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Ageing and longevity accelerator

Birdhouse launches Ageing & Longevity accelerator programme. How can your start-up benefit from this?

Dirk Schyvinck

Ever more start-ups’ activities are focusing on the longevity economy. In these times of technological progress, people’s lifespans are increasing and they are eager to take a more energetic approach to their later years, creating fertile ground and golden opportunities for young businesses. Especially for these start-ups, Birdhouse has launched the Ageing & Longevity vertical accelerator programme in collaboration with Belfius Insurance. Why is that? And what will the programme’s focus be? We talked to Dirk Schyvinck, who wrote the book “Wat als we straks 100 worden?” – what if we live to be 100? – and also helped to shape the programme.

We’re getting older

People are living ever longer. Currently, the average life expectancy is around 81 years for Belgians. A century ago, it was closer to 55 (source: Statbel). According to Dirk Schyvinck, this creates opportunities for start-ups that are not to be missed: “Current generations are living their later years more energetically than previous generations. Additionally, we have ways to make longer lives healthier and more enjoyable using technology, creating a perfect combination that opens up enormous economic opportunities!”

“It’s a common stereotype that older people are not tech-savvy or at any rate, much less so than younger generations,” Schyvinck continues. “That no longer holds true; baby boomers, for instance, are clearly much more familiar with technology than the previous ‘silent generation’. Moreover, the COVID-19 pandemic has resulted in many over-50s becoming very nimble with teleworking and online shopping. That has given a distinct boost to this group’s purchase and use of smart devices.”

Experts on ageing Dirk Schyvinck (left) and Keren Etkin (right)

Over-50s market worth USD 17 trillion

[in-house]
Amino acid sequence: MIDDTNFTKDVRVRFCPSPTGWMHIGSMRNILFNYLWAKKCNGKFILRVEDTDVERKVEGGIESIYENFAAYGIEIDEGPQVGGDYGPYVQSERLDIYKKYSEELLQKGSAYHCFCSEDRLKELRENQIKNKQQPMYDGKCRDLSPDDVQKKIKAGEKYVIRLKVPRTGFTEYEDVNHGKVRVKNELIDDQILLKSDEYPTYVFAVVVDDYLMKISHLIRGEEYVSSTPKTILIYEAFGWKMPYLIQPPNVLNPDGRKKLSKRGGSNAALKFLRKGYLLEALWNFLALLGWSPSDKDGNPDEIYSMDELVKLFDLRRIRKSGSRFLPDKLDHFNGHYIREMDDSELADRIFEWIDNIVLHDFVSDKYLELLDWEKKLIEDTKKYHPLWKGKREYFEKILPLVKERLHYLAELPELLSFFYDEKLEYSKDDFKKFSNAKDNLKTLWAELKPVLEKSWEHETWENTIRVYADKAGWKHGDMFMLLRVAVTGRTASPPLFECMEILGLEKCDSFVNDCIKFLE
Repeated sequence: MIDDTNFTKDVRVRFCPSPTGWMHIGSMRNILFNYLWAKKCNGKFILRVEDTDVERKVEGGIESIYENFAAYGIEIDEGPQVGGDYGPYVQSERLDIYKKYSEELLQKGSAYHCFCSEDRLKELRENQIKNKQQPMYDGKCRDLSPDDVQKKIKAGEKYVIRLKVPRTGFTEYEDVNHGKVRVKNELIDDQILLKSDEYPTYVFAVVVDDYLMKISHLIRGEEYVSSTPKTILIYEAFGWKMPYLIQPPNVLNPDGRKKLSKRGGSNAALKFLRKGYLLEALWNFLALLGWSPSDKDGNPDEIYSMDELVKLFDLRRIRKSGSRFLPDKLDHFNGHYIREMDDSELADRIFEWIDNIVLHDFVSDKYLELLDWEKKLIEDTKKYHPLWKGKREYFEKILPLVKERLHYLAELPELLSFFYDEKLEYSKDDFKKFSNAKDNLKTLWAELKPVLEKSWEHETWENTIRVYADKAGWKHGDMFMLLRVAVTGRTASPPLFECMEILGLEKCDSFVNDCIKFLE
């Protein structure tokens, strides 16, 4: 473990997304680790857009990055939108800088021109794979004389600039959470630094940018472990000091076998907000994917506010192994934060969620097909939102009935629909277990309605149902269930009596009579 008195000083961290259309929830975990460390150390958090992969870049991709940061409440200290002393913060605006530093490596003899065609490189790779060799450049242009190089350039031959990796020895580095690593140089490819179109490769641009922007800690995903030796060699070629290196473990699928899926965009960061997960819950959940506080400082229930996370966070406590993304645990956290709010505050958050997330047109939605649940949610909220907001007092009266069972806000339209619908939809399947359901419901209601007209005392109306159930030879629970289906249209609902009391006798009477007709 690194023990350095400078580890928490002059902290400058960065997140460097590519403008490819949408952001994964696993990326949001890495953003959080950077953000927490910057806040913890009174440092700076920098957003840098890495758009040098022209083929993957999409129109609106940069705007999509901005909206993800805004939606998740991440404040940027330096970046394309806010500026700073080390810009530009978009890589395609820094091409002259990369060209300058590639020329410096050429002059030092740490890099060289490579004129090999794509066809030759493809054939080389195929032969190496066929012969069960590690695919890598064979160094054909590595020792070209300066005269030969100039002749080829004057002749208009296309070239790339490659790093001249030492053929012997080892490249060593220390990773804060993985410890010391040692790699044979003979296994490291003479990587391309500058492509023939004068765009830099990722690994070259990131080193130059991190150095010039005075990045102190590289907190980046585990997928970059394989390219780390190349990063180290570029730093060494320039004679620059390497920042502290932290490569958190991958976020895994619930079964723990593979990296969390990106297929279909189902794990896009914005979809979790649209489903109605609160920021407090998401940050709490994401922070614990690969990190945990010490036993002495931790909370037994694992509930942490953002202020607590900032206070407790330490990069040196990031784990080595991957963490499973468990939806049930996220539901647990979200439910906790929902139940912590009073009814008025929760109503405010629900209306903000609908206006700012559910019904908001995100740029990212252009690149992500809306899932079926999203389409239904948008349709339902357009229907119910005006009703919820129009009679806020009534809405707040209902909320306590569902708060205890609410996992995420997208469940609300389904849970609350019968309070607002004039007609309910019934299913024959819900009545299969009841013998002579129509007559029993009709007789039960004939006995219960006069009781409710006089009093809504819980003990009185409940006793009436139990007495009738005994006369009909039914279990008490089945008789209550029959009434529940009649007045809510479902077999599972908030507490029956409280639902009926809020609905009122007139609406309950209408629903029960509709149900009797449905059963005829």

According to Dirk Schyvinck, people aged over 50 make up around 35% of the population in Western countries. This is a group that on average spends a large amount of money: “Over-50s represent a market of over USD 17 trillion worldwide. That’s at least as much as Germany’s entire economy! In many countries, their contributions add up to 20% to 40% of the Gross Domestic Product. In Belgium, this is 23%, and that percentage will only increase. Even so, this group has been underserved by product developers and marketers for years.”

Several American and European Venture Capitalists are already focusing their attention on the new vertical AgeTech market. For example, Dominic Endicott of 4Gen Ventures made the following comparison during a discussion with AgeTech expert Keren Etkin, who is also involved in the Birdhouse vertical: “When you compare the longevity economy’s USD 17 trillion to the financial services market that produced Fintech, you see that the latter is worth about USD 11 trillion. In essence, the longevity market is larger than the one for Fintech.”

The greatest societal challenges for Ageing & Longevity start-ups

For the new vertical accelerator programme, Birdhouse has identified six major societal challenges that start-ups could address. The challenges were defined in collaboration with Dirk Schyvinck and Keren Etkin (TheGerontechnologist, ageing expert from Israel). They relate to six areas: healthy & active ageing, mental & cognitive well-being, mobility & transportation, longer smart independent living & smart residential care, financial well-being and social well-being (neighbourhoods where people can live together longer). Dirk Schyvinck will explain each of these in more detail.